Wireless network

Submitted: Friday, Aug 06, 2004 at 16:17
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Today we purchased a wireless network package access point, pci card and pcibus and WOW increased our internet speed from 10 mbps to 54 mbps thats mega bits per second for those IT drop outs like me. Has anyone one here have something like this and does it work well, i'm looking long term here to see if it has worked well for a while and are you happy with it, it certainly has improved our speed.

Baz.
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Reply By: Big Kidz (Andrew & Jen) - Friday, Aug 06, 2004 at 16:26

Friday, Aug 06, 2004 at 16:26
Hi Baz

Jen and I love our wireless network at home. We can sit on our Queensize bed each with a laptop on our 'laptops' and type away - often to each other - saves talking hahaahahaa.

Not sure if it is faster but is fantastic.

Andrew
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Follow Up By: Baz (NSW) - Friday, Aug 06, 2004 at 16:38

Friday, Aug 06, 2004 at 16:38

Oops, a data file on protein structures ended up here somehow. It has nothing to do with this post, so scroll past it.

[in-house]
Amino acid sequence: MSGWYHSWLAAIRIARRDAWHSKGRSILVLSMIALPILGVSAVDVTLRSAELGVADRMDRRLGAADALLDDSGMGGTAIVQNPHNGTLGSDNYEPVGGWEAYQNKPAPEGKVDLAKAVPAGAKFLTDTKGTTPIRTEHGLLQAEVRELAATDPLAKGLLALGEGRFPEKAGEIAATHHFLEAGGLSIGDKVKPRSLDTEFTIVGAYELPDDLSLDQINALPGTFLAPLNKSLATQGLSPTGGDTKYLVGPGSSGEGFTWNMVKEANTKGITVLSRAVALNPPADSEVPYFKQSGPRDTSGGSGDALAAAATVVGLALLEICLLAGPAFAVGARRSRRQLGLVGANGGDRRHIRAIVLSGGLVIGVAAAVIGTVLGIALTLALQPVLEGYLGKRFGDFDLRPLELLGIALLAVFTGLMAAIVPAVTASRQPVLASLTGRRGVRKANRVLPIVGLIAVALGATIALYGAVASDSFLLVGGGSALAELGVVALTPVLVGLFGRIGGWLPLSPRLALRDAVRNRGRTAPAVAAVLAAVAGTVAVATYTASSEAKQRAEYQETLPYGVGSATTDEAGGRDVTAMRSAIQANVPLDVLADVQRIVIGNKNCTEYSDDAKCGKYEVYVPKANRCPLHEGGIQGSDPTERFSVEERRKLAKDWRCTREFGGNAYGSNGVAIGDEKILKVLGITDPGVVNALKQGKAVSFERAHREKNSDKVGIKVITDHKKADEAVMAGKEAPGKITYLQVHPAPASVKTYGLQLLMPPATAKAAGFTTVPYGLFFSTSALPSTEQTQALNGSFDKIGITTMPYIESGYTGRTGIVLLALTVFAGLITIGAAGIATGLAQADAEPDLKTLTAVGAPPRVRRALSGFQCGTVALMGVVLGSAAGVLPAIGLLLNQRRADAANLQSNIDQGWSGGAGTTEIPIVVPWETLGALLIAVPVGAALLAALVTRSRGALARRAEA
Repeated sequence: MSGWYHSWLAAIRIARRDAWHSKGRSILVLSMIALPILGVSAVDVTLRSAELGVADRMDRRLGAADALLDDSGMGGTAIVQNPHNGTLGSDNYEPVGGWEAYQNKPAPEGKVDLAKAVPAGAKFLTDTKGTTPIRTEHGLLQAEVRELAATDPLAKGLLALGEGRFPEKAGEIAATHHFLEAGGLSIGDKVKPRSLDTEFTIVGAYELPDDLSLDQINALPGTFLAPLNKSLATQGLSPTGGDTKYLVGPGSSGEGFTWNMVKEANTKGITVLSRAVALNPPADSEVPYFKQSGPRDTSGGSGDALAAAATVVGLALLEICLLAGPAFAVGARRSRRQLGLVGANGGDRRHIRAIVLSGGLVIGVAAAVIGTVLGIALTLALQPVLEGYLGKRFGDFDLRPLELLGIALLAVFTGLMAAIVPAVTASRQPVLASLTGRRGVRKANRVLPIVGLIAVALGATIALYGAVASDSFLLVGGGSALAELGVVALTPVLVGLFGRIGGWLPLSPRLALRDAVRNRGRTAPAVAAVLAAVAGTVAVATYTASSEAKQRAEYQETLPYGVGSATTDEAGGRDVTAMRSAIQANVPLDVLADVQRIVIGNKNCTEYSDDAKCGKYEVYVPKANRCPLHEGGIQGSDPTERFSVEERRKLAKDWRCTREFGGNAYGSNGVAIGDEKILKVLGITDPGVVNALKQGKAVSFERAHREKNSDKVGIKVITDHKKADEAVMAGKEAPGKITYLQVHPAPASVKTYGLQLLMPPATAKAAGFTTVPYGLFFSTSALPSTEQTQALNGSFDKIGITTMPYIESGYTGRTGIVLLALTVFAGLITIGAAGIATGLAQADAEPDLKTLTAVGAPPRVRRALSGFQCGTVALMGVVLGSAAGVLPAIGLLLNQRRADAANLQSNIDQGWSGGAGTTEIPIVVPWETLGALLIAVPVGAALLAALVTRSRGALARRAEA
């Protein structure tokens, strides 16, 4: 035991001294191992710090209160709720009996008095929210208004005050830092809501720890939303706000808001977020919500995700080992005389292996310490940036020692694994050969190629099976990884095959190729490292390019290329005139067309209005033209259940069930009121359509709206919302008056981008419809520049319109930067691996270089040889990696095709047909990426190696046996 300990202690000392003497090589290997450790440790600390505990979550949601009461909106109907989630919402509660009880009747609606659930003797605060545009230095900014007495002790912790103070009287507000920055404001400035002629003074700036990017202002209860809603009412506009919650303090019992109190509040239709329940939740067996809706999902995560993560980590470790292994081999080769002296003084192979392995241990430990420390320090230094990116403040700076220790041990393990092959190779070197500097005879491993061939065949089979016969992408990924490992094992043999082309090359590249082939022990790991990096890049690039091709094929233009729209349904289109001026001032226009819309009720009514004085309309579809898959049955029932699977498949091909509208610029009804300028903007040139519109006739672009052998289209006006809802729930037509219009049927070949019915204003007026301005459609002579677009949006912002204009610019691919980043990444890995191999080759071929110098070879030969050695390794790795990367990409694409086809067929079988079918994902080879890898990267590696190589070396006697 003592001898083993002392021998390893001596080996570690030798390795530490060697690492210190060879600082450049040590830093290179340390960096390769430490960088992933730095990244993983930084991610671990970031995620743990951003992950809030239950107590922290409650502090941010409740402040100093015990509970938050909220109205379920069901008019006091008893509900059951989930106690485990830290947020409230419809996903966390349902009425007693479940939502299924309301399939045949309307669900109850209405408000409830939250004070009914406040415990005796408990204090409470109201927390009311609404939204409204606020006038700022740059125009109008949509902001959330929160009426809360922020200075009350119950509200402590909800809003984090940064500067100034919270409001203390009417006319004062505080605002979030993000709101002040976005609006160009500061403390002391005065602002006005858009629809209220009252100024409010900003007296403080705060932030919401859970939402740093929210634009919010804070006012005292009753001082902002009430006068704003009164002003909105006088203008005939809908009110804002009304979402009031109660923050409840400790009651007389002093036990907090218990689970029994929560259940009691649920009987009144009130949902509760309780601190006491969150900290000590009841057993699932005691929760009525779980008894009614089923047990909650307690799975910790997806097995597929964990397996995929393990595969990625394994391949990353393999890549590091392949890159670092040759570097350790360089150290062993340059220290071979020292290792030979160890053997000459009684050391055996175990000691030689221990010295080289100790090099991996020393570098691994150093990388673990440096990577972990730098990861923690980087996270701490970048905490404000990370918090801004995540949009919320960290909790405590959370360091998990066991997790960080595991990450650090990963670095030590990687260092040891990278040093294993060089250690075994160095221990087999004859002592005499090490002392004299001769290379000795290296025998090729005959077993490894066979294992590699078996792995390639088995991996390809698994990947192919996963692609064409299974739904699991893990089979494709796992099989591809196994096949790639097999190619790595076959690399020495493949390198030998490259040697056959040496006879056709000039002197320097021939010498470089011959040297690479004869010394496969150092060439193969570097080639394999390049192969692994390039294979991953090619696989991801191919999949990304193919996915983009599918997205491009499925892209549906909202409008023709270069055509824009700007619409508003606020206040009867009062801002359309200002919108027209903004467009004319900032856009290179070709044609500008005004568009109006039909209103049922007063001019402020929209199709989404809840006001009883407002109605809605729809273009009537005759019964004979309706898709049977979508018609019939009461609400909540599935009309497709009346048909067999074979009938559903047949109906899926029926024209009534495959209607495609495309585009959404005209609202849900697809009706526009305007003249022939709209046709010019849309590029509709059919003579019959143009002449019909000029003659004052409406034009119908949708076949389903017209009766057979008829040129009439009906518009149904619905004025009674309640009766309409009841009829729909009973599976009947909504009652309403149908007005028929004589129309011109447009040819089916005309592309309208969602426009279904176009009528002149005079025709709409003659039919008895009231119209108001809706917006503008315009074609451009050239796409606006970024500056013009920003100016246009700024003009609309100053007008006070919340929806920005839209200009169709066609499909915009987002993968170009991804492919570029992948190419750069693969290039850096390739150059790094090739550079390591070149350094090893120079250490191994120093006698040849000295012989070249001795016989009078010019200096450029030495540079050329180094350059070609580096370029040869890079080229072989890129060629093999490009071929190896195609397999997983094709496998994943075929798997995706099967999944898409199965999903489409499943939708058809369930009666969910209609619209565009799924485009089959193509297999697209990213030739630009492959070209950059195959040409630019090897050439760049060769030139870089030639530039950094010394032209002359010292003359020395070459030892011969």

And they say conversation is dead !!!
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Follow Up By: Member - John C (QLD) - Friday, Aug 06, 2004 at 21:03

Friday, Aug 06, 2004 at 21:03
now that's an idea.
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Reply By: Utemad - Friday, Aug 06, 2004 at 16:42

Friday, Aug 06, 2004 at 16:42
Yes I have a laptop and 54mbps G LAN too. Although the LAN is 54mbps unlike the B of 11mbps, your internet speed is still only whatever you ISP says it is. For eg I have ADSL with 64kb upload and 256kb download. I think Bigpond do up to a 1.5mb download. So even though your computers will talk to each other faster (across the LAN) the internet won't be any faster.